The European Medicines Agency (EMA) on Monday recommended a COVID-19 booster designed to combat Omicron offshoots BA.4/5, days after endorsing a pair of boosters tailored to target the older BA.1 variant.
The latest recommendation is for a so-called bivalent vaccine developed by Pfizer and BioNTech, which targets BA.4/5 as well as the strain of the virus that originally emerged in China in December 2019.
The EMA recommendation is to authorize the vaccines for people aged 12 and above who have received at least primary vaccination against COVID. The final go-ahead will be subject to European Commission approval, which is expected to come shortly.
If authorized, the BA.4/5-tailored booster will be available in days to all 27 EU member states, Pfizer said in a statement on Monday.
While existing coronavirus vaccines provide good protection against hospitalization and death, their effectiveness was reduced as the virus evolved.
Earlier this month, the EMA endorsed both Pfizer-BioNTech and Moderna's BA.1 updated vaccines.
EU officials signaled in recent months they were open to initially using shots targeting the older BA.1 variant, given those specifically targeting newer Omicron offshoots BA.4/5 are further behind in development.
In contrast, the US Food and Drug Administration (FDA) insisted it was only interested in vaccines targeting BA.4/5. Last week, Pfizer-BioNTech and Moderna secured US approval for those.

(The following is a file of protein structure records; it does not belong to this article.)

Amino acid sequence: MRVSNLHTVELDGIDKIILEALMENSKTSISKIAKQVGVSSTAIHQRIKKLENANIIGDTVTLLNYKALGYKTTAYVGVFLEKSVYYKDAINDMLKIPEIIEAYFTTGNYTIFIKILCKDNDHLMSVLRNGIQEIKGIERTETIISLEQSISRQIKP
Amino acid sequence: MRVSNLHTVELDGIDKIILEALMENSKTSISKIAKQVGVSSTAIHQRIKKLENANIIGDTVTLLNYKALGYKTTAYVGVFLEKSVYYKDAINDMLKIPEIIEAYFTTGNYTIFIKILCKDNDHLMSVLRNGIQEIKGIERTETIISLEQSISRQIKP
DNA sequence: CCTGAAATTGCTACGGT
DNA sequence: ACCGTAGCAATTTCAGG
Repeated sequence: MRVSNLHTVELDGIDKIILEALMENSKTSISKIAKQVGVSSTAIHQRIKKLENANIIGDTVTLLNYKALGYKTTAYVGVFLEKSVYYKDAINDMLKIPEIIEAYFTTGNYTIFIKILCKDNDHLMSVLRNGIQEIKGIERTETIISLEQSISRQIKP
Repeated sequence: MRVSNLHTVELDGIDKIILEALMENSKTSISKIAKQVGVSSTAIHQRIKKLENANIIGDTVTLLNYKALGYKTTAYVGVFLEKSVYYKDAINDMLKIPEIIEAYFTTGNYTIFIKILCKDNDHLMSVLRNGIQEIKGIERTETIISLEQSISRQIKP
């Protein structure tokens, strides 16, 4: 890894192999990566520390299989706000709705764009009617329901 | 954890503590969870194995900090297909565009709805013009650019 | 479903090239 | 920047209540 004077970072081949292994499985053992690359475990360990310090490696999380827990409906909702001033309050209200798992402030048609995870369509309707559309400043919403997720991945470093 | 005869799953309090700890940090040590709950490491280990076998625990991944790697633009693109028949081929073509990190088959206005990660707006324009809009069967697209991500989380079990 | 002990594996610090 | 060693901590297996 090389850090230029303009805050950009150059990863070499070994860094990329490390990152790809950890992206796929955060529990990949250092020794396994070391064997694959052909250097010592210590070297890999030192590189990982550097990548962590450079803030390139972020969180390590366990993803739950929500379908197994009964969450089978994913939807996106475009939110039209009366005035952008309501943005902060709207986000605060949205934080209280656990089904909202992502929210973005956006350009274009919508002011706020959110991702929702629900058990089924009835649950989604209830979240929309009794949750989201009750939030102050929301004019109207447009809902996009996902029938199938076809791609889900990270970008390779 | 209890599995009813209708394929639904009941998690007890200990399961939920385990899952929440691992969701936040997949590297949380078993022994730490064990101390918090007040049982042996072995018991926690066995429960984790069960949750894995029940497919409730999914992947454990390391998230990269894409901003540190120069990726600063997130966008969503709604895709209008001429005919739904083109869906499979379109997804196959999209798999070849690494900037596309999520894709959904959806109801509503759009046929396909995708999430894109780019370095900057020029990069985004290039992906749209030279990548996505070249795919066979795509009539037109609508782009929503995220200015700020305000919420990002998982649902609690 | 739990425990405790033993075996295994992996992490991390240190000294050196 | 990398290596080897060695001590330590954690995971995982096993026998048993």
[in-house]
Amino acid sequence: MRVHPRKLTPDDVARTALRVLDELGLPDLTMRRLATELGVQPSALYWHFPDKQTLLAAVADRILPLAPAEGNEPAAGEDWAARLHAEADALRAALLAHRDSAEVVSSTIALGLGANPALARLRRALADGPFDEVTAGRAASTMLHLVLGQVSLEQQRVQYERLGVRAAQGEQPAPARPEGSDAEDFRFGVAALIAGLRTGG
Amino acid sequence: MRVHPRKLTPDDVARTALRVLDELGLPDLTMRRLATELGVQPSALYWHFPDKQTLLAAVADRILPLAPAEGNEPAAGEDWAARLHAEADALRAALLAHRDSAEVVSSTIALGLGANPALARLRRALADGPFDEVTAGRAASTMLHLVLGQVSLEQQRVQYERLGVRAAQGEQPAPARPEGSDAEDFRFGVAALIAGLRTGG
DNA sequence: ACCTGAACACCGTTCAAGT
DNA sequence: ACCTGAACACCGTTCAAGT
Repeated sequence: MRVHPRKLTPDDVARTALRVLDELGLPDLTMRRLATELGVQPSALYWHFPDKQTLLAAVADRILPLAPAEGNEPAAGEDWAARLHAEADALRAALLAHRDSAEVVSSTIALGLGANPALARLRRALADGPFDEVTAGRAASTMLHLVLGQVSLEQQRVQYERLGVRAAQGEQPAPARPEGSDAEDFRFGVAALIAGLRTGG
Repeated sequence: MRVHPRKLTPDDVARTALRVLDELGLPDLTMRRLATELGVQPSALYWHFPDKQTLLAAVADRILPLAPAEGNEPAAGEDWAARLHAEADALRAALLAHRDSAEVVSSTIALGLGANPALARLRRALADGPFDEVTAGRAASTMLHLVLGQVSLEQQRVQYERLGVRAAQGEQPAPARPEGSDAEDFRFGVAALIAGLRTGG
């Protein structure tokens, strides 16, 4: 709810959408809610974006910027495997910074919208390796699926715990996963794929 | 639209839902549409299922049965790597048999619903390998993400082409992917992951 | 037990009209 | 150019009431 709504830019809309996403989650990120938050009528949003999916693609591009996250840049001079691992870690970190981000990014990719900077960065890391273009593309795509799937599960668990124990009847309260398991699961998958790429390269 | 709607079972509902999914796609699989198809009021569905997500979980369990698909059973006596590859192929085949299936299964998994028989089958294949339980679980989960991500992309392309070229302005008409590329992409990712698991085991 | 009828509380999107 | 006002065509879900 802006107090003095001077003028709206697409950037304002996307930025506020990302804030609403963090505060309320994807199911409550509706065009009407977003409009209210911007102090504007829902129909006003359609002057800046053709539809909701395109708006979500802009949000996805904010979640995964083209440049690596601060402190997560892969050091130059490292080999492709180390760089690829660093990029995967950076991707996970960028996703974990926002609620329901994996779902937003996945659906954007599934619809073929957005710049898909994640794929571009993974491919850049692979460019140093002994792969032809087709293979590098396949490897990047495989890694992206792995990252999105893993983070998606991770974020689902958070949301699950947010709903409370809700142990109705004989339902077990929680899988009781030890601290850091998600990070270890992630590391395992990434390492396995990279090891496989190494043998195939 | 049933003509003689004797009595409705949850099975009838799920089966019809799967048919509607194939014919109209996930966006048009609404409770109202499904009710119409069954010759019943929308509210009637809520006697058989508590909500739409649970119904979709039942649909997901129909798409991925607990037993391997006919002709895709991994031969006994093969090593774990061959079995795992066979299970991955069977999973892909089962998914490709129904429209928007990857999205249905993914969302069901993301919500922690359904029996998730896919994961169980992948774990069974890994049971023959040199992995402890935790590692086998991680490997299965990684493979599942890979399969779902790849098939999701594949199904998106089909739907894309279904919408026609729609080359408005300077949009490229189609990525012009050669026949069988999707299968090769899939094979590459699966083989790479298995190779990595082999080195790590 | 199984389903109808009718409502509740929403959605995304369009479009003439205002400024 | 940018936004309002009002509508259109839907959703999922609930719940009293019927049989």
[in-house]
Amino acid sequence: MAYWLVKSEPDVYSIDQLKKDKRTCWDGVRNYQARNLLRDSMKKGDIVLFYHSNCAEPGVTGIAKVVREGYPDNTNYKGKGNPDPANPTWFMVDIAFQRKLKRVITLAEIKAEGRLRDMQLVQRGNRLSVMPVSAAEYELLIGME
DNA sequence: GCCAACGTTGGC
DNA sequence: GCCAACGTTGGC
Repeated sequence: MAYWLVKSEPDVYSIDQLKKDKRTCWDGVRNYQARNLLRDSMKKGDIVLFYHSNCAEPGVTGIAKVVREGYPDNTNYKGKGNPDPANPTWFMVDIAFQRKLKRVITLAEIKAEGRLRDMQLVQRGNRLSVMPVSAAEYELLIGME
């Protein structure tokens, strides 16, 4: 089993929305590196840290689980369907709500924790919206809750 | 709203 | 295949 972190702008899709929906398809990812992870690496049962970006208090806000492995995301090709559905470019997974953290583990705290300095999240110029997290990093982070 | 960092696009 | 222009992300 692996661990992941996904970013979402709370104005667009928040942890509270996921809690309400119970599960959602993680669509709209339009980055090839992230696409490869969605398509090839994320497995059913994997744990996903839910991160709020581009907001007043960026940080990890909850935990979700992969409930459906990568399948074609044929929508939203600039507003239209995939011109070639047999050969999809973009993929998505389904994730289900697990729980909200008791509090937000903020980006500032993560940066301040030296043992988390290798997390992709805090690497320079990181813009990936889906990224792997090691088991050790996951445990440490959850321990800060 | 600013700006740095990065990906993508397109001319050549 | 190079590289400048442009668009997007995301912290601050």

Given BA.1 emerged first, data from human trials testing the adapted vaccines from sets of developers has been submitted to EU regulators. For the BA.4/5 adapted vaccines, regulatory submissions are largely based on lab and animal data.
Using animal and lab data to solicit regulatory approval for retooled vaccines is not without precedent - it is done regularly for flu vaccines that are revamped each year to combat new variants.
On Monday, the EMA said its backing of the Pfizer-BioNTech updated BA.4/5 shot relied partly on data from human clinical trials available on the companies' BA.1-tailored vaccine.
EU officials have encouraged member states to roll out boosters of the established original vaccines and the bivalent shots - whatever is readily available - this autumn/winter initially for the vulnerable and elderly, following a rise in infections over the summer as protection waned due to the domination of BA.4/BA.5.
But uptake of the updated vaccines could be limited, as people have become less worried about the disease, thanks in large part to the success of first generation of shots.